The smell of food being cooked over hot coals drives me wild. Combine this with the clean, lively flavours of Japanese cuisine and I'm in heaven. Yakitori bars offer both and on a fairly regular basis I can be found propped up at one or other of my favourite central city yakitori bars hastily sliding tasty morsels from skewer after skewer, waiting for the traffic to die down enough for me to enjoy my drive home. On this night I'm not just looking to fill in time. I'm meeting a friend for a more substantial meal at Taisho Yakitori Bar on Jervois Rd.
In Japan, traditional yakitori bars stick to the sticks so to speak, serving only skewered chicken cuts, grilled to perfection over binchotan coals, and nothing else. There, if you want sushi, you go to the sushi house. Or if it's a noodle or rice dish you're craving then that's a separate joint altogether. Here in NZ we break the rules and most of our yakitori bars, Taisho included, offer a selection of other popular dishes as well as the skewers so that we can make a full meal of it, as opposed to the in-between-work-and-home snack that yakitori is favoured for in Japan.
A gigantic red paper lantern floats, suspended, in the middle of the small dining room of Taisho and further back, behind a glass wall, the master of the coals (Taisho means "commander") works patiently and meticulously turning and shuffling the neat rows of skewers. These two features supply the interest factor as far as the dining room goes and any ambience is created by the diners - a constant parade of friendly and colourful locals on the night we dined.
The menu offers around 30 types of skewers of chicken, meats, seafood and vegetables. Then there are other popular dishes from the kitchen like fried soft shell crab, karaage, okonomiyaki (savoury pancake) and takoyaki (octopus balls) as well as sushi, rice and noodles. We ordered a selection, ate some, then, gauging our hunger, ordered some more so in the end we had a jumble of dishes, served not quite in the order they were intended I'm sure, but we couldn't have cared less.
All of the chicken skewers were fantastic. Succulent thighs threaded with spring onion and dipped in teriyaki sauce and herbed salt, chicken wings all golden and crispy and creamy chicken meatballs. Our only disappointing skewer was the scallop wrapped in pork - a measly, dried-out scallop overwhelmed by too much undercooked, grey pork.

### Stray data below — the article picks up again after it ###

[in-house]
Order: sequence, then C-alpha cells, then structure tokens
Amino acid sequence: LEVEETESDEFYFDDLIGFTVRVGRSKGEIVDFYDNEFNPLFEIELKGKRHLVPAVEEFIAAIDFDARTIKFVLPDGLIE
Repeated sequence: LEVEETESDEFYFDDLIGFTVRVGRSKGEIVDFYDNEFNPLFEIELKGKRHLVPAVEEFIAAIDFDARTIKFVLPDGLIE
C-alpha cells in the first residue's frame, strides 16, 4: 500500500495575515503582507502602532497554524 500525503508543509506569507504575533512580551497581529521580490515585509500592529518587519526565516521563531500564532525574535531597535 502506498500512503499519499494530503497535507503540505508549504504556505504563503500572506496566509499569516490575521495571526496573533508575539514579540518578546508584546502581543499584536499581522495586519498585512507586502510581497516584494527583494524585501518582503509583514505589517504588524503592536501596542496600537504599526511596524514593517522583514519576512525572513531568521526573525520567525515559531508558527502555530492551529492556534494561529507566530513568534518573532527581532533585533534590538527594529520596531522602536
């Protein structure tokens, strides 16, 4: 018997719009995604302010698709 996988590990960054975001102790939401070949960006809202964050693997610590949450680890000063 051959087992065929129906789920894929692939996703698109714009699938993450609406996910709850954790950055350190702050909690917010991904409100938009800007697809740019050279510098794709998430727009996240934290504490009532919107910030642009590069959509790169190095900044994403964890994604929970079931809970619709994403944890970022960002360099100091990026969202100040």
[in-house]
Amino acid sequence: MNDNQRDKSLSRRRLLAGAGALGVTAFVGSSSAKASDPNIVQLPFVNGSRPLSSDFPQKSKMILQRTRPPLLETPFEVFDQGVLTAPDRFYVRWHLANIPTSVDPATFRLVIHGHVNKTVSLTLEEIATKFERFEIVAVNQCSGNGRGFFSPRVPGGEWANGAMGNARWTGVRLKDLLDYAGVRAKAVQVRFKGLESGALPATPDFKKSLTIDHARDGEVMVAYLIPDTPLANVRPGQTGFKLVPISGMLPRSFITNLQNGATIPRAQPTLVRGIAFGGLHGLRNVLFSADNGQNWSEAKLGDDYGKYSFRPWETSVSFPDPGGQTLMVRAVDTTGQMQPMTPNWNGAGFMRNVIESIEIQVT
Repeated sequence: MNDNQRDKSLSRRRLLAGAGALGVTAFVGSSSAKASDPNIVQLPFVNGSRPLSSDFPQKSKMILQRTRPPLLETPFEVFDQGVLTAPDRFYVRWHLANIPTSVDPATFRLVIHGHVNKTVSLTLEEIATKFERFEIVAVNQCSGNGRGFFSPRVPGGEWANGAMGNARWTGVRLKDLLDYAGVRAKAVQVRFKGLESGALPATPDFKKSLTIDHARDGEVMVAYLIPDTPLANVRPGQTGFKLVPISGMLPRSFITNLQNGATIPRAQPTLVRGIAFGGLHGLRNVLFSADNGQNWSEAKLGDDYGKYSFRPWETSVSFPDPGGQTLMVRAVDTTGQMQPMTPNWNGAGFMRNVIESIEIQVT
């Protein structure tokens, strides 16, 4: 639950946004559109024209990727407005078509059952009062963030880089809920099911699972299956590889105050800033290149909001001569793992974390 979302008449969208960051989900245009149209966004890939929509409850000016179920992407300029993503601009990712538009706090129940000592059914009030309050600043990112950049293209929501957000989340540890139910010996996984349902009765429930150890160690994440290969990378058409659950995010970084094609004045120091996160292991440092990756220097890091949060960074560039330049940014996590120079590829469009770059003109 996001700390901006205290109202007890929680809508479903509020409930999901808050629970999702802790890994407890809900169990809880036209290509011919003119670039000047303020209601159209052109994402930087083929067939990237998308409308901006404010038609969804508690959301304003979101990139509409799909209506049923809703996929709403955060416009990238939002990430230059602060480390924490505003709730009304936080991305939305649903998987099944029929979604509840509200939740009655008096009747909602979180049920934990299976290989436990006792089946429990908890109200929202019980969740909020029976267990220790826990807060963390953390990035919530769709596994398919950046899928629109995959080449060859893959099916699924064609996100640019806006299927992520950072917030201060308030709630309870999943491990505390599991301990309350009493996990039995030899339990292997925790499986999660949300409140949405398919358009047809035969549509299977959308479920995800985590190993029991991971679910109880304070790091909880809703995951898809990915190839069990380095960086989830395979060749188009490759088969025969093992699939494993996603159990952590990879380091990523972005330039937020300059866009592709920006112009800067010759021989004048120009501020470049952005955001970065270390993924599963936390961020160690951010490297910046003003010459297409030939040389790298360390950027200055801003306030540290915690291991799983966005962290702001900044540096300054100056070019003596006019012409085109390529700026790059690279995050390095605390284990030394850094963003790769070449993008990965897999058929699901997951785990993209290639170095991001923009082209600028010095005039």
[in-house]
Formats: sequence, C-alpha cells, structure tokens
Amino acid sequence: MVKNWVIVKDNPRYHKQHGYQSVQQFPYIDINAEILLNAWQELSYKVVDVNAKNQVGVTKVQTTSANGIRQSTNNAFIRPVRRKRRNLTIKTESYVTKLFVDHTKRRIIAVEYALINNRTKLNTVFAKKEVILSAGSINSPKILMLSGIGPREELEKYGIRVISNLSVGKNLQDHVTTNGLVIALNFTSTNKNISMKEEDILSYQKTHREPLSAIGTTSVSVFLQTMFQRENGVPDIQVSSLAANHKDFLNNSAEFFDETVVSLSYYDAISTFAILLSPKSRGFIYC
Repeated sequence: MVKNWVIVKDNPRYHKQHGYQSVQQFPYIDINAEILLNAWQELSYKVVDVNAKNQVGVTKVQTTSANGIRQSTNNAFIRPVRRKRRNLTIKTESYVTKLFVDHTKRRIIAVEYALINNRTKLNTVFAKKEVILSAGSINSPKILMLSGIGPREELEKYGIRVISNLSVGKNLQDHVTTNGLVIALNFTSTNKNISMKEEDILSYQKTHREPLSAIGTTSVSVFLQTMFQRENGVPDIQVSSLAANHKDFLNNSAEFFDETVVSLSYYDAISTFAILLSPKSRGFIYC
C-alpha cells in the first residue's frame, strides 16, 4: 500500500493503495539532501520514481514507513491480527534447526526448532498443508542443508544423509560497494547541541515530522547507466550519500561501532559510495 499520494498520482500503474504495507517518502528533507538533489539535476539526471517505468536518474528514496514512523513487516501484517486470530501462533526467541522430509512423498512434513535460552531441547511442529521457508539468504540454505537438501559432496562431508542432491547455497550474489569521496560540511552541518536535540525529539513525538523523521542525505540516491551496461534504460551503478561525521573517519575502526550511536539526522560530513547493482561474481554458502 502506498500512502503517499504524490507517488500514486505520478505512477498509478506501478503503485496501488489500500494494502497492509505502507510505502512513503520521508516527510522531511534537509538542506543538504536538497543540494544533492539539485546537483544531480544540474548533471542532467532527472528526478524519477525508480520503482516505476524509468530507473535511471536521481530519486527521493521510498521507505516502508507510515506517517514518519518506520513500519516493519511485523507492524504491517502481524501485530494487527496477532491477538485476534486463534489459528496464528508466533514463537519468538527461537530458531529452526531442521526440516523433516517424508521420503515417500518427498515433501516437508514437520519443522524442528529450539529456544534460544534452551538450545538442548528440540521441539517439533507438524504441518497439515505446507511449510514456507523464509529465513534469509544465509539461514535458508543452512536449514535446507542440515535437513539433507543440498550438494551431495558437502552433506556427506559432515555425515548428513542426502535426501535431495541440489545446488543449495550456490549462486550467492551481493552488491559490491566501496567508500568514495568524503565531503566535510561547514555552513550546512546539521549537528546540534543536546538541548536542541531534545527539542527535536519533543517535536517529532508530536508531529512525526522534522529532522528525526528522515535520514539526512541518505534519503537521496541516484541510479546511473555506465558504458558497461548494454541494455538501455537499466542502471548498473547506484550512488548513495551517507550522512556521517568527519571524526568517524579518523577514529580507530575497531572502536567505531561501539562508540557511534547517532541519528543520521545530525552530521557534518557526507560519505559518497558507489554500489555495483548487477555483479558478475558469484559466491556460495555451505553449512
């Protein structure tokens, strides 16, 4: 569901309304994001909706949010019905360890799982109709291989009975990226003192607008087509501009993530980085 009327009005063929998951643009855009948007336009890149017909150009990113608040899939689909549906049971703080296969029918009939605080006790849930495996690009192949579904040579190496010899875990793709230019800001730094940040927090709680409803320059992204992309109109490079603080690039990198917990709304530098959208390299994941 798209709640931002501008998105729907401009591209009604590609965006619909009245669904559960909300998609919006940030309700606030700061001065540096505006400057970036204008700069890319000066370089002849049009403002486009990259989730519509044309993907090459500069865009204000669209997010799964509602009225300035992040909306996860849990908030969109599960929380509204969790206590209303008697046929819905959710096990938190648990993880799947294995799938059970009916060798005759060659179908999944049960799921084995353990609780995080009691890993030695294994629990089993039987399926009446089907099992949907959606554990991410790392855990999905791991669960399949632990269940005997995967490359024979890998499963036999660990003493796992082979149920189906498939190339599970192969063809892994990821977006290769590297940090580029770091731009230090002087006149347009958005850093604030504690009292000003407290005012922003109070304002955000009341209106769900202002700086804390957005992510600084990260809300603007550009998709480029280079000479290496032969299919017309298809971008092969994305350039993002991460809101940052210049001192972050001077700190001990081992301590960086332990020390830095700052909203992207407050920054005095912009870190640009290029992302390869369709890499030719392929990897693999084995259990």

Never mind, a neat row of seven hand-made dumplings came along and these were filled with a delightful mix of pork, pepper and ginger seasoning that bounced around our mouths, encased in a tender pleated dough wrapper.
Other highlights were the takoyaki - soft balls of octopus pieces mixed in batter, then fried until golden on the outside and creamy on the inside and topped with waving flakes of fishy bonito - and the agedashi tofu which was subtle and cleansing with its sweet dashi broth.
The next wave of dishes included a salmon don, eggplant dish and grilled sweet corn but all were rather average. It annoys me when you order something so obviously in-season (in this case, corn cobs) and what you receive is completely standard. Our grilled corn consisted of, at most, a third of a cob, split lengthwise, barely grilled, squelchy (making me wonder if it had seen a freezer in its recent history) and, priced at $4.50, it seemed out of whack with the seasons.
It was around this time I noticed that neighbouring tables were enjoying a feast of skewers, sushi, soft shell crab, salads and karaage from the set menu and I had to wonder if I'd go that way next time. It somehow seemed more cohesive than our own haphazard approach.
We finished with pots of green tea and noted that while Taisho didn't blow our minds or even surprise us much, it's not the sort of place you go to for that. It's a typical local eatery that's approachable and easy to drop into after work. There's no agonising over the menu, trying to decipher what the descriptions will actually transpire to on the plate or wondering whether you can afford to order side dishes as well as drinks. There's no stuffiness on the part of the staff and a pleasant ambience is created by the flow of locals exchanging greetings and enjoying a quiet bite before drifting off into the night. We left feeling well-nourished indeed.
From the menu: Edamame $6, sweet corn $4.50, salmon don $12, yakitori - chicken thigh with spring onion $5.50, crispy chicken wing $6, scallops wrapped in bacon $6.50, takoyaki (octopus balls) $7, agedashi tofu $7, gyoza $10, eggplant $5
Drinks: Fully licensed
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